Likewise, the way that Portuguese has been taken out of the shadow of Spanish in the field of Ibero-Romance comparative studies is innovative. Precisely the repositioning of Portuguese as a language studied on par with Spanish as well as highlighting the interfaces that these two languages form contributes hugely to the language specific and theoretical conclusions pointed out above. The potential of this comparative approach can still be exhausted by including more varieties in order to explore Ibero-Romance interfaces, as already some of the studies proposed by including varieties as, for example, Galician or Mirandese.
The chapters are arranged in four sections of equal length. The division of the first and the second section is based on their methodological approach, whether they focus on a diachronic (section 1) or a synchronic (section 2) perspective, while the third and the fourth section differ on the base of the languages which enter in contact in a community or individual level, namely Spanish/Portuguese vs. Spanish/Portuguese/African languages. However, some of the contributions show that diachrony, synchrony and contact are closely linked to each other. For instance, two of the chapters in the second section dedicated to synchronic perspectives rely to both synchronic and diachronic analysis (Ferreira and Holt; O’Neill). Thus, they are similar in their methodological and analytical framework to some other chapters placed in the first section, which is dedicated to the diachronic perspective. Similarly, some of the chapters which focus on diachronic analysis also expose synchronic outcomes of the historical development of a particular linguistic phenomenon. Hence, these chapters could have been organized together in one section.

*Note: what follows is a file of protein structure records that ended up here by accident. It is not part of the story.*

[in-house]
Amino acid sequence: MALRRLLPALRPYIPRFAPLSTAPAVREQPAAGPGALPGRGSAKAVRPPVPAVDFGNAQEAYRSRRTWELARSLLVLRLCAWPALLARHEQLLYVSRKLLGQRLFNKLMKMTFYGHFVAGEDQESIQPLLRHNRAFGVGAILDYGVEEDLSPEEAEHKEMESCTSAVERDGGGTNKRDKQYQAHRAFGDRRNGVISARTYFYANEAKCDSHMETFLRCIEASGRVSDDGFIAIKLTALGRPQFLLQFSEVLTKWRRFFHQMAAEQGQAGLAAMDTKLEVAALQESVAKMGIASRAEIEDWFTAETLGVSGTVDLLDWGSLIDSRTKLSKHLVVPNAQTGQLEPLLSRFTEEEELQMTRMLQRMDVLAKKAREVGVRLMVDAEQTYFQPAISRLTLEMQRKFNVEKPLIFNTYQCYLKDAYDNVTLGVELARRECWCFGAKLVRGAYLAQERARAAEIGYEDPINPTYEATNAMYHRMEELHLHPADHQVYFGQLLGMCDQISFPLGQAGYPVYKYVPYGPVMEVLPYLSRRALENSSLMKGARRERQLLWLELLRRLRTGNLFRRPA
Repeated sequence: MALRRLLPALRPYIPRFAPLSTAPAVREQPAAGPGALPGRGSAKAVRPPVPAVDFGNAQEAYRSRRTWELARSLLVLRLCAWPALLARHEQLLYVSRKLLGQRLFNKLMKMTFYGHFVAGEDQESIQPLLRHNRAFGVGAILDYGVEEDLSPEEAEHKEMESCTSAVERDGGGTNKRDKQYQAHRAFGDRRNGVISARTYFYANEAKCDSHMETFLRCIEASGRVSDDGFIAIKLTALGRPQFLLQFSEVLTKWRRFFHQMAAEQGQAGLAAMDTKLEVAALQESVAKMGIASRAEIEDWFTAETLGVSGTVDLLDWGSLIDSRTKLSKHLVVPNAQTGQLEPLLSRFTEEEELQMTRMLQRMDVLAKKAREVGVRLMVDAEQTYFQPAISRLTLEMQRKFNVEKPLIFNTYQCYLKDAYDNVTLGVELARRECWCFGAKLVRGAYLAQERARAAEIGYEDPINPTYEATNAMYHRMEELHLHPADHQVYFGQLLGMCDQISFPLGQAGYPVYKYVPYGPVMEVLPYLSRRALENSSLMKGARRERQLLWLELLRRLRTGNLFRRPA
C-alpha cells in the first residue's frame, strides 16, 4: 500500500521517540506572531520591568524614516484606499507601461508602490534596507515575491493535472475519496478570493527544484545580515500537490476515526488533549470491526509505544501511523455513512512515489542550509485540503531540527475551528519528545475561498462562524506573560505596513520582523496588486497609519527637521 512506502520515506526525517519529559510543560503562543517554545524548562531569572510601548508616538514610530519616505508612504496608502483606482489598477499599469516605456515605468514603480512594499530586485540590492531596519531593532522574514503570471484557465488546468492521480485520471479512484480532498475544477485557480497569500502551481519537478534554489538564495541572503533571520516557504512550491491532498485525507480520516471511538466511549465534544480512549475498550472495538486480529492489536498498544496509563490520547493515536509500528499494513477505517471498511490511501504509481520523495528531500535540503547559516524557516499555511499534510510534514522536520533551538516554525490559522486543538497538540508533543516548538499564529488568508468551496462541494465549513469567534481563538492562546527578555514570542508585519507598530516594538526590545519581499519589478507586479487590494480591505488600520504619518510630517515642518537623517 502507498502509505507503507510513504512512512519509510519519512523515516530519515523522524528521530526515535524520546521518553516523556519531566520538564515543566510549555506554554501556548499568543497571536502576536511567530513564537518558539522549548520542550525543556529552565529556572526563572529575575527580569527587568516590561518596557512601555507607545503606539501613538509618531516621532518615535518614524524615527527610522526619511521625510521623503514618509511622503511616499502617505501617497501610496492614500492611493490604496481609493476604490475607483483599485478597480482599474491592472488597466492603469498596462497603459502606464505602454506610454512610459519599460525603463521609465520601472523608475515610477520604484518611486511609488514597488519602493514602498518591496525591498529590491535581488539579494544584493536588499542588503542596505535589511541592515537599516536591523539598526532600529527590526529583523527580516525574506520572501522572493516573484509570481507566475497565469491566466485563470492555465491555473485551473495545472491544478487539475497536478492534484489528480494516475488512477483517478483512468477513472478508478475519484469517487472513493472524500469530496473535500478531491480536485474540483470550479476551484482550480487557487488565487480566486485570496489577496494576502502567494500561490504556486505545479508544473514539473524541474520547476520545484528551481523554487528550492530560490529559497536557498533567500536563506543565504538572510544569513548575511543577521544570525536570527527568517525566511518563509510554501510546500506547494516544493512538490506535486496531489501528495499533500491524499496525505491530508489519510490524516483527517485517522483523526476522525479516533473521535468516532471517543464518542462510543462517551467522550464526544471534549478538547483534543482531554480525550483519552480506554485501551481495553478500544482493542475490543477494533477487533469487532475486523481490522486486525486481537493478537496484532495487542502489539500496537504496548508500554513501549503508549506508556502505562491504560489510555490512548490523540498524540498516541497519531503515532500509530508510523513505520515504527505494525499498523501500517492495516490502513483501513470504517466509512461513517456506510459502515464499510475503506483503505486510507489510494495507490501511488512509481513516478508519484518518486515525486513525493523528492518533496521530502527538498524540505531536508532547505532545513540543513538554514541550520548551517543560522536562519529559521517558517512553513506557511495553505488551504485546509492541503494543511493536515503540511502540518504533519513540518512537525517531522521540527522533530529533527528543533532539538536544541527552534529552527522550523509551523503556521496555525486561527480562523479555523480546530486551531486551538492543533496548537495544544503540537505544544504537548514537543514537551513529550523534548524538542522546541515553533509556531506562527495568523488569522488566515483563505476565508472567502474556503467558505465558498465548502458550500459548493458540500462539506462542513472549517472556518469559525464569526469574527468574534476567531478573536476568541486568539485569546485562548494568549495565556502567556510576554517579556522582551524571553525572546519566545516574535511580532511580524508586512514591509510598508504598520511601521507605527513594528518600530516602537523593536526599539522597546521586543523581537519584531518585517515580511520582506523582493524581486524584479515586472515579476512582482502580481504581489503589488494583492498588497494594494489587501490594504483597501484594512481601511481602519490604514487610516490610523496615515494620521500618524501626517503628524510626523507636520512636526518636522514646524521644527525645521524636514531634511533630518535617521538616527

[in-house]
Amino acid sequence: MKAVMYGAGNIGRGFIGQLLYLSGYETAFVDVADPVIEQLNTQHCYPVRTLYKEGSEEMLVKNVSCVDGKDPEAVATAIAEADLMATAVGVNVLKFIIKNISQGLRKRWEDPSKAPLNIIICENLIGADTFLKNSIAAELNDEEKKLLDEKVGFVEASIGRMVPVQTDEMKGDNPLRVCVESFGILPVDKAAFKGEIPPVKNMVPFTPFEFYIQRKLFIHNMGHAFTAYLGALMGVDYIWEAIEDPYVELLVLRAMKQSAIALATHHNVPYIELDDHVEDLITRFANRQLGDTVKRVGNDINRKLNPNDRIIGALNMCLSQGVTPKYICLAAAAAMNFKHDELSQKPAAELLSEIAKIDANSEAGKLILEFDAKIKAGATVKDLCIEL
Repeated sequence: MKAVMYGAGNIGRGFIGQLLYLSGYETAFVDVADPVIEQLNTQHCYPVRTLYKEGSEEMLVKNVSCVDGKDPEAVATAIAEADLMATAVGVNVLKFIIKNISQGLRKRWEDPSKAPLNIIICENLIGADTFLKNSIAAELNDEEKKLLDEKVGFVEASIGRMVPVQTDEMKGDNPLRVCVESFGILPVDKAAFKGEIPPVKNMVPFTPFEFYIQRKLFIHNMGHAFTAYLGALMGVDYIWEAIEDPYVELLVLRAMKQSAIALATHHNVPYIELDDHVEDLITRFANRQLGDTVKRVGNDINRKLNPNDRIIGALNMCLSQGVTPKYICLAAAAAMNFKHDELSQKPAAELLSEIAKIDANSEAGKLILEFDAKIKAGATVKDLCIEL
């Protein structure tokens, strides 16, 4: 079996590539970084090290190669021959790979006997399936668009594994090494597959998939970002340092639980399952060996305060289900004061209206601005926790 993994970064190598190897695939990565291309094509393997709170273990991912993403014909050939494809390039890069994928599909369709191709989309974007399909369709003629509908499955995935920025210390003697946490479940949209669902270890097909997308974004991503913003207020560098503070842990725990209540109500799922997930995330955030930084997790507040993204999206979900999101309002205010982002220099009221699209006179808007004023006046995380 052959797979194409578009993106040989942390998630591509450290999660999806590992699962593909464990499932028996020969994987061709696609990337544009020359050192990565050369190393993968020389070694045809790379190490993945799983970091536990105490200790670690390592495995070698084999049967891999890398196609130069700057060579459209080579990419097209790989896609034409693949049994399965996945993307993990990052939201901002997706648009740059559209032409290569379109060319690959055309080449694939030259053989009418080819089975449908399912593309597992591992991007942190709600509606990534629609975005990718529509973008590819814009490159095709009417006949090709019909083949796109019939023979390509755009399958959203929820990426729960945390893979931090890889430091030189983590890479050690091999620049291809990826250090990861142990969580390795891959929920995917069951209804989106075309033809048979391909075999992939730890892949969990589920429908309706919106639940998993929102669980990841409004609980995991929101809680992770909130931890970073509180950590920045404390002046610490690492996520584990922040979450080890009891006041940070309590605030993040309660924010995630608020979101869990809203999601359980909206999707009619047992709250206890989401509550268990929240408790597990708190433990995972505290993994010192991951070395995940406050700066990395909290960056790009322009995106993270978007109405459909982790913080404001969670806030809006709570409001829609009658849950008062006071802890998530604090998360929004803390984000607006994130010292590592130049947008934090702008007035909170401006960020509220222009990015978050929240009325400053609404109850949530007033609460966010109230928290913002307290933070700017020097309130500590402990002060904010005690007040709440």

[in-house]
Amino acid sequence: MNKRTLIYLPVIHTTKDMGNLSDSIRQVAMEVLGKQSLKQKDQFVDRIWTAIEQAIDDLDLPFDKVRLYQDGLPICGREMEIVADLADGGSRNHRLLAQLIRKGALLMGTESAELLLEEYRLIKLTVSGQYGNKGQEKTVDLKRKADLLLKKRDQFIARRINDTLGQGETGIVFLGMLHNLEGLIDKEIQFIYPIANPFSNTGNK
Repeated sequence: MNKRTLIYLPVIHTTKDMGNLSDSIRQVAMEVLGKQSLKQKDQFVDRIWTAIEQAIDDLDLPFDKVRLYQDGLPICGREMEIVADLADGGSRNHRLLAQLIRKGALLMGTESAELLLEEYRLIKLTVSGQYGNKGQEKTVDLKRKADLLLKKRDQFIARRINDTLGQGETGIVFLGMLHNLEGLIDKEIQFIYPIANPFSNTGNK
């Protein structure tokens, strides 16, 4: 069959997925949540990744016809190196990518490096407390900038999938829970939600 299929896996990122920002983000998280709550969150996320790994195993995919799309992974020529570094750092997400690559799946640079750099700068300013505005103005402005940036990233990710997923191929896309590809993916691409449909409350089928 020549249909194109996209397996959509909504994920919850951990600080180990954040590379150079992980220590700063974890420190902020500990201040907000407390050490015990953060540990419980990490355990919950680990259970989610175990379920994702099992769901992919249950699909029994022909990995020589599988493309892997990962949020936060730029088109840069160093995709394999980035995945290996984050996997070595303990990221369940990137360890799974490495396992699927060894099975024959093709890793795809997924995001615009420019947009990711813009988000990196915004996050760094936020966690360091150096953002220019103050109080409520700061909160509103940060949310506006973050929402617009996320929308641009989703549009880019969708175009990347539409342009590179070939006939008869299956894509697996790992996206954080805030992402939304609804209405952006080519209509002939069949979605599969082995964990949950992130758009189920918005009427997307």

A minor weak point that can be mentioned concerns the wide range of issues addressed. Some of the contributions are solely linked at a metalevel aiming to create a Portuguese-Spanish interface. For instance, a research on Judeo-Spanish and L3 acquisition of Portuguese share hardly more than the mere contact of Spanish and Portuguese. However, at a level linked to a specific language phenomenon or theoretical framework only some of them can be viewed as directly related to each other and provide further insights in their particular field.
In sum, by focusing on the interfaces of the two languages, the volume constitutes a valuable contribution in a twofold manner. Firstly, through their comparative approach the studies provide new evidence for both the Spanish and Portuguese related research. Secondly, they present, therefore, important contributions to theoretical discussions. Having highlighted the advantages of such an endeavour, it will hopefully inspire linguists to conduct further comparative studies in the distinct subfields. In a second step those results could be published in more specific volumes, combining in that way the interfaces and the specific research topics.
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RothmannJason. 2010. On the typological economy of syntactic transfer: Word order and relative clause attachment preference in L3 Brazilian Portuguese . International Review of Applied Linguistics 48. 245–273. DOI: 10.1515/iral.2010.011.
RothmannJason. 2011. L3 syntactic transfer selectivity and typological determinacy: The typological primacy model. Second Language Research 27107–128. DOI: 10.1177/0267658310386439.
RothmannJason. 2013. Cognitive economy, non-redundancy and typological primacy in L3 acquisition: Initial stages of L3 Romance and beyond. In BaauwSergioDrijkoningenFrank and PintoManuela (eds.) Romance language and linguistic theory 2011217–247Amsterdam: John Benjamins.